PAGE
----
Offshoring isn't just about the money: survey

Operational efficiency can also be achieved, research firm finds

Projected cost savings are almost always the key drawcard when companies consider sending some of their IT and business operations offshore. But performance gains can be a benefit of sending work overseas as well — as long as they are planned for from the start and built into contracts.

This was the conclusion drawn by AT Kearney following a survey of executives and IT leaders at 42 Fortune 200 companies with offshoring experience. In a recently released report, the management consulting firm says the companies that showed the most improvement in both operational performance and cost savings focused on performance issues early in the offshoring process.

“The people who really concentrated on performance saved more money than companies that offshored and didn’t stress and analyse performance,” says Adam Dixon, a Kearney consultant and co-author of the study.

And, he says, the greatest gains were realised by companies that improved on three or more of the six operational process metrics considered in the survey. This runs counter to a belief held by many IT leaders who worry that sending some operations offshore will reduce the performance of their departments, Dixon says.

Vijay Sonty, CIO for the public school system in Florida’s Broward County, agrees that although cost savings are certainly one goal of offshore outsourcing, operational improvements are also possible, depending on the work that is being sent overseas.

“You can build in performance gains,” Sonty says. “You have to do it up-front and bring in offshoring experts who understand your business.”

Broward County Public Schools, which serves 270,000 students and has an annual budget of about US$4.5 billion (NZ$6.1 billion), is one year into a planned three-year implementation of a new SAP ERP system. The work is being done under a US$30.5 million outsourcing contract with IBM and about 10% of tasks sent to India, Sonty says.

He adds that offshoring those functions — preparing data-logistics reports, as well as reports for the school district’s payroll, human resources and purchasing departments — did not affect the quality of the work or cause the district to lose control of the tasks.

Kearney’s online survey, which was conducted during the fourth quarter of last year, asked respondents 50 questions about their offshoring experience. The questions covered topics such as operational performance capacity and flexibility, revenue performance and process maturity.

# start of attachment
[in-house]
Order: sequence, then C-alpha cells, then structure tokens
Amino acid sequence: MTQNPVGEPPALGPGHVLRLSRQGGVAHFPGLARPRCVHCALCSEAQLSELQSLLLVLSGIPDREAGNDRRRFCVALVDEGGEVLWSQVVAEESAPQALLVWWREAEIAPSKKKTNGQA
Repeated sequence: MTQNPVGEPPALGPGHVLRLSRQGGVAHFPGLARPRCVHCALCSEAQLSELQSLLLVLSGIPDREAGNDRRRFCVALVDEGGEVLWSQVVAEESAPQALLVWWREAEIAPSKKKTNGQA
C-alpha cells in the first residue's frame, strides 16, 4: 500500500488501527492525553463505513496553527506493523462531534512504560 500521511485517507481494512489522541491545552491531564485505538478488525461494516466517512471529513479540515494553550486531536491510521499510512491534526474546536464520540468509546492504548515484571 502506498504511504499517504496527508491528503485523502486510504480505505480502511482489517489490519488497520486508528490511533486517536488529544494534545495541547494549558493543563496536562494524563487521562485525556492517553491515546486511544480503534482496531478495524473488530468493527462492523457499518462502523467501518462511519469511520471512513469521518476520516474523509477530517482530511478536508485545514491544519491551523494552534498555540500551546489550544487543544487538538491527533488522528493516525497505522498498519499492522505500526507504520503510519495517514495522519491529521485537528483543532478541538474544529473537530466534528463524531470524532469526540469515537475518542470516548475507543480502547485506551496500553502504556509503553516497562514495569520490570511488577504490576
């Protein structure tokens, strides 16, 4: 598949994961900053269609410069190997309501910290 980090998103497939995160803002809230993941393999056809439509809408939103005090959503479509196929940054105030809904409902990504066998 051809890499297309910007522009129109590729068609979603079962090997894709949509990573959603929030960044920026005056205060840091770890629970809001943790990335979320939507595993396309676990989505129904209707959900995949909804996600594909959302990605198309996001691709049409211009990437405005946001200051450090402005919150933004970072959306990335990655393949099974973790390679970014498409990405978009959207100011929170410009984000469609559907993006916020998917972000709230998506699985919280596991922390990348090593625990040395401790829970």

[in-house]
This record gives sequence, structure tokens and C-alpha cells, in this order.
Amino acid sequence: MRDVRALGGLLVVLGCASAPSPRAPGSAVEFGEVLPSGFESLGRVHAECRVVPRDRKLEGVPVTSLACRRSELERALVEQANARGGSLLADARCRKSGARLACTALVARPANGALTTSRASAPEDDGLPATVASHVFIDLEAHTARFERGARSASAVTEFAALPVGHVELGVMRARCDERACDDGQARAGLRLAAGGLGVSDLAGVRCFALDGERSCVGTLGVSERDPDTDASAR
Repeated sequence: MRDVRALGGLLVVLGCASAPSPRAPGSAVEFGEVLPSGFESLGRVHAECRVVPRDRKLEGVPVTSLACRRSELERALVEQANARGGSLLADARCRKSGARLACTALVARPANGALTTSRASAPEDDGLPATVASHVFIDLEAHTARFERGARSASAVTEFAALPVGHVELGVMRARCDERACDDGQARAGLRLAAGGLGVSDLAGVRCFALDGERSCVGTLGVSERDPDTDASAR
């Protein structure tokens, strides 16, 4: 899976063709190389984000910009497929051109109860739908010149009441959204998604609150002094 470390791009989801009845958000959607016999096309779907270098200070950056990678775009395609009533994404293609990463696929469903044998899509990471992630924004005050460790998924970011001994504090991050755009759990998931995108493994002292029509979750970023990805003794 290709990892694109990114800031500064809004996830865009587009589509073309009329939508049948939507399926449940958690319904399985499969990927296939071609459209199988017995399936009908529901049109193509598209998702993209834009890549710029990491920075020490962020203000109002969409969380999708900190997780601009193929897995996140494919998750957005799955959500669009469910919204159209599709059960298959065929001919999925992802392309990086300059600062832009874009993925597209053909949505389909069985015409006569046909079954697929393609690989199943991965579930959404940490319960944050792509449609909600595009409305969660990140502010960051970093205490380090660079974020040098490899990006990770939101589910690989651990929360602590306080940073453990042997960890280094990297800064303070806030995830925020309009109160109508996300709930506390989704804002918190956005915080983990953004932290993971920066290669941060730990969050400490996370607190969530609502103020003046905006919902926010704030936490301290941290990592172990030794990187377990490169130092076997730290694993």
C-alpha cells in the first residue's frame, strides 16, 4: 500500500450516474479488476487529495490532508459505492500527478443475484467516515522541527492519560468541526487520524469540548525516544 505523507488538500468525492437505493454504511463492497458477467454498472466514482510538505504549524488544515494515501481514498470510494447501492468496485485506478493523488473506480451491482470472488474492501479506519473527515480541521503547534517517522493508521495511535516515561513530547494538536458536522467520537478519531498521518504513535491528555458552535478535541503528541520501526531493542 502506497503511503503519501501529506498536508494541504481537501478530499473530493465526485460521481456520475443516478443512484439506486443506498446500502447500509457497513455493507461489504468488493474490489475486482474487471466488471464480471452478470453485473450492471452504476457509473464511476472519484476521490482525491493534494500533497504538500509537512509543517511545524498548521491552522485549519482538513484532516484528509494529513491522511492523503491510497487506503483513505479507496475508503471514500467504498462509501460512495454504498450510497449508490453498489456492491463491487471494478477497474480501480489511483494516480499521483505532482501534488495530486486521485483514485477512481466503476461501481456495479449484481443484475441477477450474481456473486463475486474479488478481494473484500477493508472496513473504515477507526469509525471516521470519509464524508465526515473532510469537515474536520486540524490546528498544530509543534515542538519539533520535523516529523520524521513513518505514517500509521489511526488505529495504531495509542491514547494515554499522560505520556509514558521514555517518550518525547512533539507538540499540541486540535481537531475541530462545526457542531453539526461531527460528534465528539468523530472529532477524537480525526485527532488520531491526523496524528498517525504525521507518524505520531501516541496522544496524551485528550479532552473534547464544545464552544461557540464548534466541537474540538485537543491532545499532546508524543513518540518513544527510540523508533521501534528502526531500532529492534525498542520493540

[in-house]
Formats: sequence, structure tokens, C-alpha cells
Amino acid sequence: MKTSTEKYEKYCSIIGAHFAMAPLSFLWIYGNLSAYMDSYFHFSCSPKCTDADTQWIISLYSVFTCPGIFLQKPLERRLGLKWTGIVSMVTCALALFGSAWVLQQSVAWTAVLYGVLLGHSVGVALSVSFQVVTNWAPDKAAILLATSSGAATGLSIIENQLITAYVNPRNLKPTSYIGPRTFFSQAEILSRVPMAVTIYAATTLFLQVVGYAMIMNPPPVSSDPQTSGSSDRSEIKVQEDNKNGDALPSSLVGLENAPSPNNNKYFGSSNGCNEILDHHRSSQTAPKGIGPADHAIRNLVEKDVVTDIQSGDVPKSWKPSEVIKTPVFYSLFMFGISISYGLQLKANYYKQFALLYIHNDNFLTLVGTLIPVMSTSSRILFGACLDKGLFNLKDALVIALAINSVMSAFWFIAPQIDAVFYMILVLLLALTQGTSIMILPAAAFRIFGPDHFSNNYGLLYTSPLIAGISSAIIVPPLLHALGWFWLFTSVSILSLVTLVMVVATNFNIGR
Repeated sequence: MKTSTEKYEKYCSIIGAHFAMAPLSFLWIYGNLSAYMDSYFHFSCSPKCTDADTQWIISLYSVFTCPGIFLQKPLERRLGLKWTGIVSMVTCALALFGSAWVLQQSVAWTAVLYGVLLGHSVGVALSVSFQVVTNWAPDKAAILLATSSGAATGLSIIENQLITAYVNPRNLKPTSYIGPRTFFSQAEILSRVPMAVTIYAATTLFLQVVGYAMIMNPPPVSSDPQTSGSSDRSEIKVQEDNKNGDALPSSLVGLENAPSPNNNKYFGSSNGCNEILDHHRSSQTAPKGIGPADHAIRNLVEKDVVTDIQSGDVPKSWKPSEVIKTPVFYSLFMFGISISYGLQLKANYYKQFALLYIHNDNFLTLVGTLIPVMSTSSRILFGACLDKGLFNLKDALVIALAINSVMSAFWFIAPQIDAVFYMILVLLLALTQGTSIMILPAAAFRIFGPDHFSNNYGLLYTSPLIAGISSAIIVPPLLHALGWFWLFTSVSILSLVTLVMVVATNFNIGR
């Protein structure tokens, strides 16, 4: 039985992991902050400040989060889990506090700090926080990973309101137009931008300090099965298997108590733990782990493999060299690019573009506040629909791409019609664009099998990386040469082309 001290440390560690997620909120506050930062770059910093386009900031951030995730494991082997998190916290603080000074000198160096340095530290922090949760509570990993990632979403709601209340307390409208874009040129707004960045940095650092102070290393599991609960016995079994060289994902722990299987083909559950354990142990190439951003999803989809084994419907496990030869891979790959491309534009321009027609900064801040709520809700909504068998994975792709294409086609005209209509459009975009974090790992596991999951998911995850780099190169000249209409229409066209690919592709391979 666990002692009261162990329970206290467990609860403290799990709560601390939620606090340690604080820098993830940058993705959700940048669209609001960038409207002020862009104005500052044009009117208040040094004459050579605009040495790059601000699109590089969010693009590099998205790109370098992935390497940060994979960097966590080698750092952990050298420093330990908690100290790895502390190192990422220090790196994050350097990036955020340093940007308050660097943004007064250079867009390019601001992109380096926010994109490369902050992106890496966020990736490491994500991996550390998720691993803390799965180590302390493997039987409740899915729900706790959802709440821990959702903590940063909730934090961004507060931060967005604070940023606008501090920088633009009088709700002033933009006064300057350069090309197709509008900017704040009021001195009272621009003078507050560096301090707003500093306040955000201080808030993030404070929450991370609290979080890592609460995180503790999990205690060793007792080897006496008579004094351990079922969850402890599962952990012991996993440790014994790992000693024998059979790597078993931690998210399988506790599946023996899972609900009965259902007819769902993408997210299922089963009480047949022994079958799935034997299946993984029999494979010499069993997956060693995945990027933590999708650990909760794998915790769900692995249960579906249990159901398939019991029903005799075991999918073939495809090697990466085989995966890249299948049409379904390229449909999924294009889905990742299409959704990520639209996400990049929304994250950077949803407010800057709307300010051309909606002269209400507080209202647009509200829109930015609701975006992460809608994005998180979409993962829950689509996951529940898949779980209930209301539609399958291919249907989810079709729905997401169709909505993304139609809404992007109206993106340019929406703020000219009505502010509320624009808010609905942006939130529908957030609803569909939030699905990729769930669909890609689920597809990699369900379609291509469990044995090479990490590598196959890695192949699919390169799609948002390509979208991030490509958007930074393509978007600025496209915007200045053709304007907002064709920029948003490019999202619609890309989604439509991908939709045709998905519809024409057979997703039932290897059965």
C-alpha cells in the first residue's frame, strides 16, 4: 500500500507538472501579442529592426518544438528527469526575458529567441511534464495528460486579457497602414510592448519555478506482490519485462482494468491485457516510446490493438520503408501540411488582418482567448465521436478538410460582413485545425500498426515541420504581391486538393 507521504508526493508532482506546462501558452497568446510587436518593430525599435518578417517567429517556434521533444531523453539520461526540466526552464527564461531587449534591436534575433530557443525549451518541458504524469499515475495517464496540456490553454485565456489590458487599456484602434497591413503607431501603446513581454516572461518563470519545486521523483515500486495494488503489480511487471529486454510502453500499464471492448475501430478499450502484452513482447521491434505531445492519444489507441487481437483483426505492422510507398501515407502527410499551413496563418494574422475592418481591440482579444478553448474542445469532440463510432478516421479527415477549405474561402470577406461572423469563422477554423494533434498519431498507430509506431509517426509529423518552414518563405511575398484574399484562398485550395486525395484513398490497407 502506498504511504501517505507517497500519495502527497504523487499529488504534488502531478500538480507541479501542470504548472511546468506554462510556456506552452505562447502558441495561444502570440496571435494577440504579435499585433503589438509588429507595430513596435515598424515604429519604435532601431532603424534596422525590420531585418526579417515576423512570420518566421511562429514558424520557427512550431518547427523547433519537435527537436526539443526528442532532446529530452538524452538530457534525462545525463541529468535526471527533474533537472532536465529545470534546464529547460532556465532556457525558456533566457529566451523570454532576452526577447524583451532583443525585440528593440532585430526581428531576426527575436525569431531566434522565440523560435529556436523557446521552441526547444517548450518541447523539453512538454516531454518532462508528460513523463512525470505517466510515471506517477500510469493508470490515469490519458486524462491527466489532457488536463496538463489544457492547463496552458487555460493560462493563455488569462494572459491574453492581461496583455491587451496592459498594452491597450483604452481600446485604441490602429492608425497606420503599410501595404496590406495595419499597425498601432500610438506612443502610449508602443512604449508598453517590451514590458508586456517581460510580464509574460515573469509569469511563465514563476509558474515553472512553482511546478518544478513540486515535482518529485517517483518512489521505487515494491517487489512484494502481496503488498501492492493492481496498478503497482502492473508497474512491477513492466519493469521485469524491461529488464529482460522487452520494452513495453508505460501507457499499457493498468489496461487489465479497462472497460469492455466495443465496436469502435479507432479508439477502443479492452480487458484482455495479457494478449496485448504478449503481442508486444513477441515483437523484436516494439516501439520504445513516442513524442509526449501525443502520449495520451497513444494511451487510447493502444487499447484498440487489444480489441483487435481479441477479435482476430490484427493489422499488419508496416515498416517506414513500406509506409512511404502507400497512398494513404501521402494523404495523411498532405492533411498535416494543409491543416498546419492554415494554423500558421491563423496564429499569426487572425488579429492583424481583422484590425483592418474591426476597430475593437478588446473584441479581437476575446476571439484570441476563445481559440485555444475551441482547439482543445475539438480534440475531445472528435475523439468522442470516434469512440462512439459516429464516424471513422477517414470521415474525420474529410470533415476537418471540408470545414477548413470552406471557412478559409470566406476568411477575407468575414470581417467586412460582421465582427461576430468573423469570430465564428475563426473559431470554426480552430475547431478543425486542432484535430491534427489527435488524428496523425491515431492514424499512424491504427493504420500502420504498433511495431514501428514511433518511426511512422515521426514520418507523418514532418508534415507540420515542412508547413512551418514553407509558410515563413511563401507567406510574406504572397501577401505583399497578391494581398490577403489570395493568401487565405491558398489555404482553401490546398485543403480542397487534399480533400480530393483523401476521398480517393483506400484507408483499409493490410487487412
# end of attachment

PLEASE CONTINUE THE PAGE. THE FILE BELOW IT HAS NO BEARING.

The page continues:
Of the 42 respondents, 35 said they had completed their offshore implementations and had cut costs by an average of 49% while gaining some improvements in all six of the performance metrics. Still, 60% of those companies reported that their performance gains weren’t as high as expected, and 34% say they didn’t meet their cost-savings goals, according to the study.

Kearney says offshoring some medium-complexity work, such as IT and advanced business processes, improved operational performance more than sending low-complexity functions like call centre operations overseas did. Offshoring the latter functions also saved less money — an average of 28%, compared with 38% for the more complex work, the firm says.

“Some companies can take advantage and grab an operation and move it offshore,” says Adam Braunstein, an analyst at analyst firm Robert Frances Group.

“It’s definitely doable, but the number of companies that can do it correctly is still [small]. It’s difficult to get there.”

Particularly in areas such as software development and maintenance, companies that succeed “are not giving up the entire kit and caboodle”, Braunstein says. “What you’ll find is that in order for things to move [offshore] effectively, nobody hands it all over. If you do that, you’re in for a world of pain.”

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Tags managementoffshoringoperational efficiency

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